Limburg Abbey Ruins

Bad Dürkheim, Germany

In the 9th century, the Salian Dukes from Worms built a fortress on the Linthberg as their family seat. In the early 11th century, the fortress was converted into a Limburg monastery with a basilica. It existed until the mid-16th century, today impressive ruins remains.

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Details

Founded: 11th century
Category: Religious sites in Germany
Historical period: Ottonian Dynasty (Germany)

More Information

en.wikipedia.org

Rating

4.6/5 (based on Google user reviews)

User Reviews

victoria magdefrau (15 months ago)
Nice. Took a picture, when I got home. I looked at the picture s. In one of the windows the was a hand with a glove on and it moved away. My I phone caught it. The doors were locked into the tower. Explain that???????
william leslie (2 years ago)
Cool place to check out. Nice lawn on the back side to picnic. Resturant and separate drink stand during Non COVID times. Public restrooms on site as well.
star one (2 years ago)
Lovely food and atmosphere but prices are bit steep!
Lars Borger (2 years ago)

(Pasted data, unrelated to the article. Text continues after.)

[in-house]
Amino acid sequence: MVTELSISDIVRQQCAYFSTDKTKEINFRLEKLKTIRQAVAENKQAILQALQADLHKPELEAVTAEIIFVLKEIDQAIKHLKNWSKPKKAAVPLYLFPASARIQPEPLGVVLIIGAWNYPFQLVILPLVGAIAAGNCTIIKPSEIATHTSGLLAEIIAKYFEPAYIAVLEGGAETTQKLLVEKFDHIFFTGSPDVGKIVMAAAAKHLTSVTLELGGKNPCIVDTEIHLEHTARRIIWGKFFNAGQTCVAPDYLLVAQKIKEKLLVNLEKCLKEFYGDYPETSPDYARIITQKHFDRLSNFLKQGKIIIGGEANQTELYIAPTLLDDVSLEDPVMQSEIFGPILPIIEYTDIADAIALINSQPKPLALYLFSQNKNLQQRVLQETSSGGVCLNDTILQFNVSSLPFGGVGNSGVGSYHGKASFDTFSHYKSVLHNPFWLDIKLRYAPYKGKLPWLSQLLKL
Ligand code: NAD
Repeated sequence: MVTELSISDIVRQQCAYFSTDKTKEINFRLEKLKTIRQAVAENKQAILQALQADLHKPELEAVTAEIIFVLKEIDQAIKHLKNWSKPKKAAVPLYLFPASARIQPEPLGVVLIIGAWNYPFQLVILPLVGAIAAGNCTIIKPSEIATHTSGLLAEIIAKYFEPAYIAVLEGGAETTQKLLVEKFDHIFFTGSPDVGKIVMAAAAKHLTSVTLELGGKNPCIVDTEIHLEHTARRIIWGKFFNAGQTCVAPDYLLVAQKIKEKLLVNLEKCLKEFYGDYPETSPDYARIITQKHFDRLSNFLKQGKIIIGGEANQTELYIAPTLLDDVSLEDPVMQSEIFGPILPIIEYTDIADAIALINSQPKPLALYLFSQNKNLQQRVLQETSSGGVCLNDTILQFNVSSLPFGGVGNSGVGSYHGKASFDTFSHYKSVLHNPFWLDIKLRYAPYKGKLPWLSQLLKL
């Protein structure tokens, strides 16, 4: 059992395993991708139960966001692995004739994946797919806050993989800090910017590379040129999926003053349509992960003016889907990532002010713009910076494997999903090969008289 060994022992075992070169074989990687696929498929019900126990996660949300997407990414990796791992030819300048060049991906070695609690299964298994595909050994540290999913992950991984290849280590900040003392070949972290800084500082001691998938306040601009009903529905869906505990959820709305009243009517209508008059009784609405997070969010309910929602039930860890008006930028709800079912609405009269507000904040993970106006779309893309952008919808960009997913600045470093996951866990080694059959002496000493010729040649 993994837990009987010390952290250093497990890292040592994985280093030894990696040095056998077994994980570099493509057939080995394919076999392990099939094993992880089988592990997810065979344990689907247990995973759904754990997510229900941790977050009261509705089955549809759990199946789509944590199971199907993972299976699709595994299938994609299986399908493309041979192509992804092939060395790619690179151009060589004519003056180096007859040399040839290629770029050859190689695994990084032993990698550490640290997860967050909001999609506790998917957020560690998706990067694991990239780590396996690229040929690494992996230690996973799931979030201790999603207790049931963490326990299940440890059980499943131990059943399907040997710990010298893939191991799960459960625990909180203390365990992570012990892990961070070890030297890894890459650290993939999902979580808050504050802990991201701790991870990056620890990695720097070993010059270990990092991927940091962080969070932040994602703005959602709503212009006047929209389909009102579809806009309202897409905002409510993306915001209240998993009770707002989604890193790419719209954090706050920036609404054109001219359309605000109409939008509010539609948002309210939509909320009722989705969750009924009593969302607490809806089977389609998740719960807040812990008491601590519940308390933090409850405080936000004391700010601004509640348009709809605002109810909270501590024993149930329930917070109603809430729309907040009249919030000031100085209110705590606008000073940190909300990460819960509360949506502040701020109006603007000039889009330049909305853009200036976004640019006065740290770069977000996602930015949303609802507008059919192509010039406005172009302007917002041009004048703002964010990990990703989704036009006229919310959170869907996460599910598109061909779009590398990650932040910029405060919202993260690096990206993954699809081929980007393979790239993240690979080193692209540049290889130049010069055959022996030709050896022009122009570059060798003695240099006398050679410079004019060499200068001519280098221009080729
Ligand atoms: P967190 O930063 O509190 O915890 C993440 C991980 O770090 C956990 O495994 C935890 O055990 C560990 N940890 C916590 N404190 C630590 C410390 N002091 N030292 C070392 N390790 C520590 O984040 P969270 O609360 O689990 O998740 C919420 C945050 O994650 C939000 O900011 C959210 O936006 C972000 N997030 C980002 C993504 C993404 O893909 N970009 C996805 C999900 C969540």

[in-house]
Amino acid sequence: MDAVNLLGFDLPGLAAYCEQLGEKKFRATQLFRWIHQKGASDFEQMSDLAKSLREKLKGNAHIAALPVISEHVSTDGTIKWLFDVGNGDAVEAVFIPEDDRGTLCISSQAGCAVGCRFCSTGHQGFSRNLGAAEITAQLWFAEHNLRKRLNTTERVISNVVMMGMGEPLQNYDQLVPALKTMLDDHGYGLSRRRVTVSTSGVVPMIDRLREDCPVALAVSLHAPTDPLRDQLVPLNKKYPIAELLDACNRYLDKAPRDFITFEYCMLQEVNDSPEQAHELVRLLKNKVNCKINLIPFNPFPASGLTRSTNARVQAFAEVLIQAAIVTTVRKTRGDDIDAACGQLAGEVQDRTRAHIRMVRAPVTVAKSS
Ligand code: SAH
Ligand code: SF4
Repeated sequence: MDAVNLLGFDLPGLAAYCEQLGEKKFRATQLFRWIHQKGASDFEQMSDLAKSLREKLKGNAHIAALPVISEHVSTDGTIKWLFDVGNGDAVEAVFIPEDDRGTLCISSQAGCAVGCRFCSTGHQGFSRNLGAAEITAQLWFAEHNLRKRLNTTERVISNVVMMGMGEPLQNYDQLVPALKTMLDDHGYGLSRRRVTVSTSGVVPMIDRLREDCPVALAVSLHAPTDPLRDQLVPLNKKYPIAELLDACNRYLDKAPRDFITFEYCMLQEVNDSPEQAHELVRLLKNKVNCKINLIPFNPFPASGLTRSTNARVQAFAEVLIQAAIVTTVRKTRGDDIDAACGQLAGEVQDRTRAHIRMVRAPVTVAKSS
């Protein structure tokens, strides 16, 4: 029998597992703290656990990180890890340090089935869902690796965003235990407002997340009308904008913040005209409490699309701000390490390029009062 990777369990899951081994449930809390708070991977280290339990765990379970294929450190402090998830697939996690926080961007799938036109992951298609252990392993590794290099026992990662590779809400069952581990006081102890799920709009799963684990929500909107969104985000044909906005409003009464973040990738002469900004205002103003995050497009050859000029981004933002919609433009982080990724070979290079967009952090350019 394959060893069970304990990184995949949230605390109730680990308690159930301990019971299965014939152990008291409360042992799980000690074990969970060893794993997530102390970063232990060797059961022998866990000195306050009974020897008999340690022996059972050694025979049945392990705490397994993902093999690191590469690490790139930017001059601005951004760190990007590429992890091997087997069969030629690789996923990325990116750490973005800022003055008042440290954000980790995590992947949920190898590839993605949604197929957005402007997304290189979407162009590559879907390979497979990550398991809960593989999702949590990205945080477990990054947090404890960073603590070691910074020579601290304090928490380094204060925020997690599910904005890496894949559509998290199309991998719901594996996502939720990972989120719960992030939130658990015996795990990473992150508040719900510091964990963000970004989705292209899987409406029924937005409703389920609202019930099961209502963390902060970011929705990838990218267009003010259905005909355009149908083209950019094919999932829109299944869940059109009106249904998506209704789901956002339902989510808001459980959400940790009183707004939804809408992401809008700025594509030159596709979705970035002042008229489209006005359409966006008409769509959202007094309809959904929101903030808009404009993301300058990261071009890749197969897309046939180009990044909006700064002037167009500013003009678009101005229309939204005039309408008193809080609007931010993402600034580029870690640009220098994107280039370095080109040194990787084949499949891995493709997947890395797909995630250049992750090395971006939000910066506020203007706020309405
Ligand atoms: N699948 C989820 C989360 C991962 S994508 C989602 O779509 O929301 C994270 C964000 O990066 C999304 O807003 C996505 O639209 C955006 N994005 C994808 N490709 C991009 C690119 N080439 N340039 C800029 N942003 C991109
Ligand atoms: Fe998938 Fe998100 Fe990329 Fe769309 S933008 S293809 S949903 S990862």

Fantastic place and fantastic food - classic dishes with a nice spin.
Konstantin Dunaev (2 years ago)
Nice place quick visit. Parking lot is just a few meters away.
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Varberg Fortress

Varberg Fortress was built in 1287-1300 by count Jacob Nielsen as protection against his Danish king, who had declared him an outlaw after the murder of King Eric V of Denmark. Jacob had close connections with king Eric II of Norway and as a result got substantial Norwegian assistance with the construction. The fortress, as well as half the county, became Norwegian in 1305.

King Eric's grand daughter, Ingeborg Håkansdotter, inherited the area from her father, King Haakon V of Norway. She and her husband, Eric, Duke of Södermanland, established a semi-independent state out of their Norwegian, Swedish and Danish counties until the death of Erik. They spent considerable time at the fortress. Their son, King Magnus IV of Sweden (Magnus VII of Norway), spent much time at the fortress as well.

The fortress was augmented during the late 16th and early 17th century on order by King Christian IV of Denmark. However, after the Treaty of Brömsebro in 1645 the fortress became Swedish. It was used as a military installation until 1830 and as a prison from the end of the 17th Century until 1931.

It is currently used as a museum and bed and breakfast as well as private accommodation. The moat of the fortress is said to be inhabited by a small lake monster. In August 2006, a couple of witnesses claimed to have seen the monster emerge from the dark water and devour a duck. The creature is described as brown, hairless and with a 40 cm long tail.